Wednesday, May 6, 2009

Why I'm Avoiding Flames of War

Collecting and playing with 10mm-scale WWII miniatures represents a fairly conscious decision on my part to avoid Flames of War, the very successful WWII miniatures game by Battlefront Miniatures.

While I'm not hostile to FOW, I'm most definitely not interested in playing a "branded" wargame. I played Warhammer 40k for many years, and I still enjoy Privateer Press' Warmachine—but these products have one thing on common: they both a ruleset and a miniatures company rolled into one. As such, there's a strong impetus to use brand-specific miniatures to play each game, especially at the tournament level. Said miniatures are, on average, a few bucks more expensive than their generic counterparts.

I dropped $50 on my 10mm collection and ended up with enough to field both sides of a decent-sized game. Plus, my existing collection of plastic prepainted tanks ensures that I'll pretty much never have to purchase a pewter tank ever again, which is great because I have zero interest in painting tanks and armored vehicles. My mantra for WWII gaming is this: Paint a little, play a lot. I've spent the last couple of weeks getting my two armies in shape, and at some point very soon, that effort will be over. Then, it's time to game.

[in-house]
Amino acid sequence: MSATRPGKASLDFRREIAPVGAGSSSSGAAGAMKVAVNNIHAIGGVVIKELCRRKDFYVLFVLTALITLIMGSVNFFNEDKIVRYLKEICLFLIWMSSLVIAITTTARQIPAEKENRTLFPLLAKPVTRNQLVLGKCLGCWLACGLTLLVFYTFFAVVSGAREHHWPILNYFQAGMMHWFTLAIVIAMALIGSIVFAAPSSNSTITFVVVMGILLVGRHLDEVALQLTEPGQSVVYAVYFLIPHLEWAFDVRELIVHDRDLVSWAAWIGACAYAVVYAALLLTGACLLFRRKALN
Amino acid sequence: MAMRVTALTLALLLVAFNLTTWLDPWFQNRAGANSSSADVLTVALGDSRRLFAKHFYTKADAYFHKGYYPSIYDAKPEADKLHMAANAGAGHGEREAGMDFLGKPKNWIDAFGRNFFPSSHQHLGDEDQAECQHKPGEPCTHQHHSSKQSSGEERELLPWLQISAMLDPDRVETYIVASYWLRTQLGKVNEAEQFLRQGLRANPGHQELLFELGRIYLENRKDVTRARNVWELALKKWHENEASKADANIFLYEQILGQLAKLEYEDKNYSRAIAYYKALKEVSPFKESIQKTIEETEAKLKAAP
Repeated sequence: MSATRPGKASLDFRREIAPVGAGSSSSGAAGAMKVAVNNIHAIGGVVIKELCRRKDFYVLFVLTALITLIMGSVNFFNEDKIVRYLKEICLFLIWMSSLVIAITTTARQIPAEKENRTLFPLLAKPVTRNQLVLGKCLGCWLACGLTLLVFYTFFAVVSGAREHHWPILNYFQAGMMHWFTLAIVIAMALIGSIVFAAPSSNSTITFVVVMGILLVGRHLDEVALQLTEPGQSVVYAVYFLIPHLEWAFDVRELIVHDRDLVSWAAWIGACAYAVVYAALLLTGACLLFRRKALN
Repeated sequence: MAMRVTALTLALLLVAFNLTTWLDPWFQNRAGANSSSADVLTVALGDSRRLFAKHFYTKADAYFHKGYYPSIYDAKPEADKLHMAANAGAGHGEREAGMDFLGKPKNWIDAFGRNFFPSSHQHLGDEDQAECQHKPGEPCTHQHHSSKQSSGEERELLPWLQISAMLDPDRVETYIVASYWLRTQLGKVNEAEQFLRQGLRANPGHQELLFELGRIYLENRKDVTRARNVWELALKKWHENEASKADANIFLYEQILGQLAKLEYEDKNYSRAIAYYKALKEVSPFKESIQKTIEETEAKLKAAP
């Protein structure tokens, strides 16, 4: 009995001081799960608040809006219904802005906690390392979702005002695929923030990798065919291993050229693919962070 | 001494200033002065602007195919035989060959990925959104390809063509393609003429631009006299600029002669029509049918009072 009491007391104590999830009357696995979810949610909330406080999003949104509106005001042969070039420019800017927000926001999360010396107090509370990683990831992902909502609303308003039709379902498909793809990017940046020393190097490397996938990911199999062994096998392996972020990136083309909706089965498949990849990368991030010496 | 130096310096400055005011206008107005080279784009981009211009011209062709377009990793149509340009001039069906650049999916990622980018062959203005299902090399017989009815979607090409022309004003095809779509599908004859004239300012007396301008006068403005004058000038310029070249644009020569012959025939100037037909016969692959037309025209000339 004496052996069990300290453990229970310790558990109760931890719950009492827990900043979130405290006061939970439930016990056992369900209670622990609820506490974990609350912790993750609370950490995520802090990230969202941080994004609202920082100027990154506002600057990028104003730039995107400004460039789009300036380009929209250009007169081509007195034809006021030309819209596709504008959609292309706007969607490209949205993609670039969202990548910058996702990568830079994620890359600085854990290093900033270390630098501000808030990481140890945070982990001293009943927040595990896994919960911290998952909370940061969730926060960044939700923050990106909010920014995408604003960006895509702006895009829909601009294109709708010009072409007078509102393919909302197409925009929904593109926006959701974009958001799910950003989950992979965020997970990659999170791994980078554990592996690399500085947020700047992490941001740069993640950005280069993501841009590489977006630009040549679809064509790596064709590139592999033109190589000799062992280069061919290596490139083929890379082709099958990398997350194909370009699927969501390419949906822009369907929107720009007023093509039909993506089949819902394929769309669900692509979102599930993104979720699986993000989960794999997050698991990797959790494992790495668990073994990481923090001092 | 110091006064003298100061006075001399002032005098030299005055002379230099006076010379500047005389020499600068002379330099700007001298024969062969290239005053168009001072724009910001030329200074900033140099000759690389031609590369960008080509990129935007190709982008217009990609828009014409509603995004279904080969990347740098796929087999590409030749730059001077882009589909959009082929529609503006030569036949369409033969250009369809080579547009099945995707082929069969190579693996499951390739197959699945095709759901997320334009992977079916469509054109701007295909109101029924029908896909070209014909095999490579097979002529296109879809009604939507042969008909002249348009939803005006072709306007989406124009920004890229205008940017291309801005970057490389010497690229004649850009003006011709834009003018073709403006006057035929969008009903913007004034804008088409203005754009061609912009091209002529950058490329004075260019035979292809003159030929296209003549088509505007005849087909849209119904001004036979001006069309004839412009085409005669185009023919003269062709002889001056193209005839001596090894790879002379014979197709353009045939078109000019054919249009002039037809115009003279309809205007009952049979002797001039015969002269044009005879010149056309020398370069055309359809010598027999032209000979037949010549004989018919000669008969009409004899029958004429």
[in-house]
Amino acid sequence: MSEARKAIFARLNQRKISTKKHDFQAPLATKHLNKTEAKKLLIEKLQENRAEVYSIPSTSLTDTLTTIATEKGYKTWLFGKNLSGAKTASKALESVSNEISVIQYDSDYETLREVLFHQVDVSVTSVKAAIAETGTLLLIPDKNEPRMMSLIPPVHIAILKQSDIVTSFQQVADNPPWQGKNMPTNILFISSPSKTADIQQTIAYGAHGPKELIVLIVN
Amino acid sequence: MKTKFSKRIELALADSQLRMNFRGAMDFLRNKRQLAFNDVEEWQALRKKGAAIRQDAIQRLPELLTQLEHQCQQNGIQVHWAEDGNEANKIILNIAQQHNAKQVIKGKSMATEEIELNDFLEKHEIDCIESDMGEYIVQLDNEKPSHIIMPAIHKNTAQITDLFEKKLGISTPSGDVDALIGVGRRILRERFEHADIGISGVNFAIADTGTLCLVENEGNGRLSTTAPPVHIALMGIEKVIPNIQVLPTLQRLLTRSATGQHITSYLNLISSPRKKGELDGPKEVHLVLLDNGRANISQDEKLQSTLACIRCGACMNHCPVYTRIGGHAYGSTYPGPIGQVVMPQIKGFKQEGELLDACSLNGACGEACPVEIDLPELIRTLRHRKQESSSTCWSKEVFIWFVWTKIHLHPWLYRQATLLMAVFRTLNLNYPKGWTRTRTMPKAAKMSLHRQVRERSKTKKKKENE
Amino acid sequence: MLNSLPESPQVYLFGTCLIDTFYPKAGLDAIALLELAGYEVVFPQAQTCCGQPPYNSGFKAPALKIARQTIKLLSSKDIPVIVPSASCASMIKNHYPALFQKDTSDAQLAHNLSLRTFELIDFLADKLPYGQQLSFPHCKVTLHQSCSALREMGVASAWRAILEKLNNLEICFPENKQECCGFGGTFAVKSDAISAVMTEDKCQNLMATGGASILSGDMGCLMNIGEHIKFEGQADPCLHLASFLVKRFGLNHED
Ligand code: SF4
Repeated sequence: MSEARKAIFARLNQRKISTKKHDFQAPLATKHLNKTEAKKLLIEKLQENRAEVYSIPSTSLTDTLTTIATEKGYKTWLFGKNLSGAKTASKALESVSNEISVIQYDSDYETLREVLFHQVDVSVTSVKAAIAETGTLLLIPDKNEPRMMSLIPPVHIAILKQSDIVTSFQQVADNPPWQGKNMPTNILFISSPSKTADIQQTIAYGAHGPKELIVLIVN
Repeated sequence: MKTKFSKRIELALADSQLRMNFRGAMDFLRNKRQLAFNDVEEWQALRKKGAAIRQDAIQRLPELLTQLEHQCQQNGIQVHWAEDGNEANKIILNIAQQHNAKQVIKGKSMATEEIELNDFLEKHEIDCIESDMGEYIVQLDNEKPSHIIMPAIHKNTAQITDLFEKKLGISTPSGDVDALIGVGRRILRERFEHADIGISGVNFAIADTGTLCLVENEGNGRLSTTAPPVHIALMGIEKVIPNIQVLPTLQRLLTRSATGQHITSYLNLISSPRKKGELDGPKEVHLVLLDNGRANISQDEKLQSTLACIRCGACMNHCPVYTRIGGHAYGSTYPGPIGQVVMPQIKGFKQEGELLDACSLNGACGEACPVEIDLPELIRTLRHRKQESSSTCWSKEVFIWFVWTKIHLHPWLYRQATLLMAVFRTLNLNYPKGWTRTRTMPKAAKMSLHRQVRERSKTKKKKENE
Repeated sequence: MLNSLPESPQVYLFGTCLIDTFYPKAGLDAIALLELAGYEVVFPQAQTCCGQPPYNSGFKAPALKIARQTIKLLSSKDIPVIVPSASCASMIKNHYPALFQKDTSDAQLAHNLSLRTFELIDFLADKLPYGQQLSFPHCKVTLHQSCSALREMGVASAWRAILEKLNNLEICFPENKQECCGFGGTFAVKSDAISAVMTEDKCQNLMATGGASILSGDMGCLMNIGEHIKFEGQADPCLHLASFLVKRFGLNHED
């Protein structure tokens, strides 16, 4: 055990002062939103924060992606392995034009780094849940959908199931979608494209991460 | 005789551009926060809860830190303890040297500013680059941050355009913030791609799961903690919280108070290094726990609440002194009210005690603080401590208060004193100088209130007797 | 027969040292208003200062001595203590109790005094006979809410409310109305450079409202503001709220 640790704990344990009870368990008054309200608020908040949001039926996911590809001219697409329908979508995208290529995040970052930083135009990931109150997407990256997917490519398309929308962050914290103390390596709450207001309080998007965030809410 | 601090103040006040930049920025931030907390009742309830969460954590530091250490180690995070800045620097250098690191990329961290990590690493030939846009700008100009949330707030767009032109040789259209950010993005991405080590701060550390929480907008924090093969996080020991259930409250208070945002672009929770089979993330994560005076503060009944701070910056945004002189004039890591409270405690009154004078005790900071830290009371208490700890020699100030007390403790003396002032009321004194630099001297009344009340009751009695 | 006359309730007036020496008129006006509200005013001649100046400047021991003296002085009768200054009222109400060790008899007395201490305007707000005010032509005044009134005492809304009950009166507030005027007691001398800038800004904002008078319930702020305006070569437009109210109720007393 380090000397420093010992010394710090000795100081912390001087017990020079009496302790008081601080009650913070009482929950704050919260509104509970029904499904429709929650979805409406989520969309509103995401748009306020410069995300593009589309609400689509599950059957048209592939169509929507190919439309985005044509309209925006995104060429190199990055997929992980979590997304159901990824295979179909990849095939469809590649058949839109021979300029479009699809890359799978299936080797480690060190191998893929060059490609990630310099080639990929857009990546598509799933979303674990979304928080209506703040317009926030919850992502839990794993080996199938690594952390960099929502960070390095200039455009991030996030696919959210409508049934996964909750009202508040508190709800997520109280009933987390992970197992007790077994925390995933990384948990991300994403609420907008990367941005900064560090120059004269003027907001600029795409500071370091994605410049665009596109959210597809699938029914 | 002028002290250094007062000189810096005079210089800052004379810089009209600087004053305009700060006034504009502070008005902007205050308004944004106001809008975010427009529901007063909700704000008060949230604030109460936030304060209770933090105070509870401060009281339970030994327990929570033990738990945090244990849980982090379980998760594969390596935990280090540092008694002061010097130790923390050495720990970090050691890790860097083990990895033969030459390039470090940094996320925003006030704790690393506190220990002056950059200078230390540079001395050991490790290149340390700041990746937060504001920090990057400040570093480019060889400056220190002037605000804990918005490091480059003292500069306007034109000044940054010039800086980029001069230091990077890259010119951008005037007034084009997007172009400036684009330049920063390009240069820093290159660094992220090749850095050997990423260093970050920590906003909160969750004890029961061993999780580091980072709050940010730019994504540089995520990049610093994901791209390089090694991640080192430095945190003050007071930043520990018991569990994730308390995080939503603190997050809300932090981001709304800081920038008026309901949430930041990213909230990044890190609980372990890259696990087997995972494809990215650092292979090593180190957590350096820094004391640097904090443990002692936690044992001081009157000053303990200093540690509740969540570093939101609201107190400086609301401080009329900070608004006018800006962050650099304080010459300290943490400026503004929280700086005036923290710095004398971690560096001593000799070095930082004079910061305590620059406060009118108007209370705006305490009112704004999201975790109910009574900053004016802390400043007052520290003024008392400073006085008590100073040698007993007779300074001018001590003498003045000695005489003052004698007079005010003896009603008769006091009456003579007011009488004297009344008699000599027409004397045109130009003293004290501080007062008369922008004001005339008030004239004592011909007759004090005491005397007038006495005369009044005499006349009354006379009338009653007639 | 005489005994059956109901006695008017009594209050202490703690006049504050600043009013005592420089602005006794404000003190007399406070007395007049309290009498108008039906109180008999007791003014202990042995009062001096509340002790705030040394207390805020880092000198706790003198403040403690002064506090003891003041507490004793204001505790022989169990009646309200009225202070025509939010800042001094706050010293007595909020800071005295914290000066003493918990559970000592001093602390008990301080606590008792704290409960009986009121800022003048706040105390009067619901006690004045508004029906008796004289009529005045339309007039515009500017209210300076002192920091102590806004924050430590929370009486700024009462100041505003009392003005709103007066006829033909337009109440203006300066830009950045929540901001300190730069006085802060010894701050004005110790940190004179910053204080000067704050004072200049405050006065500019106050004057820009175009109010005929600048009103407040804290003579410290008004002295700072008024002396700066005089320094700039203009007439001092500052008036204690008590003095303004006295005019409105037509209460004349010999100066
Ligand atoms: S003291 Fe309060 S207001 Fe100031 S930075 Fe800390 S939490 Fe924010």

Which brings me to my next qualm: FOW operates at an odd scale. Every game I've watched has suffered from the "Warhammer 40k syndrome," with miniatures packed onto every square inch of table space, leaving very little room for realistic fire and maneuver simulations. Every battle group looks like the Red Army, with troopers lined up base-to-base, everyone surging forward in one big clump. As near as I can tell, it's battalion-level play on a play area that might better support company-level duels. Granted, this makes for a very attractive tabletop, especially if both armies are painted, but I only see limited options in such setups. Scaling down to 10mm really opens up a lot more space on a standard 4/6 table.

I'd much rather buy my miniatures from a company that specializes in miniatures, and then buy rules from a dedicated game publishing company.

No comments: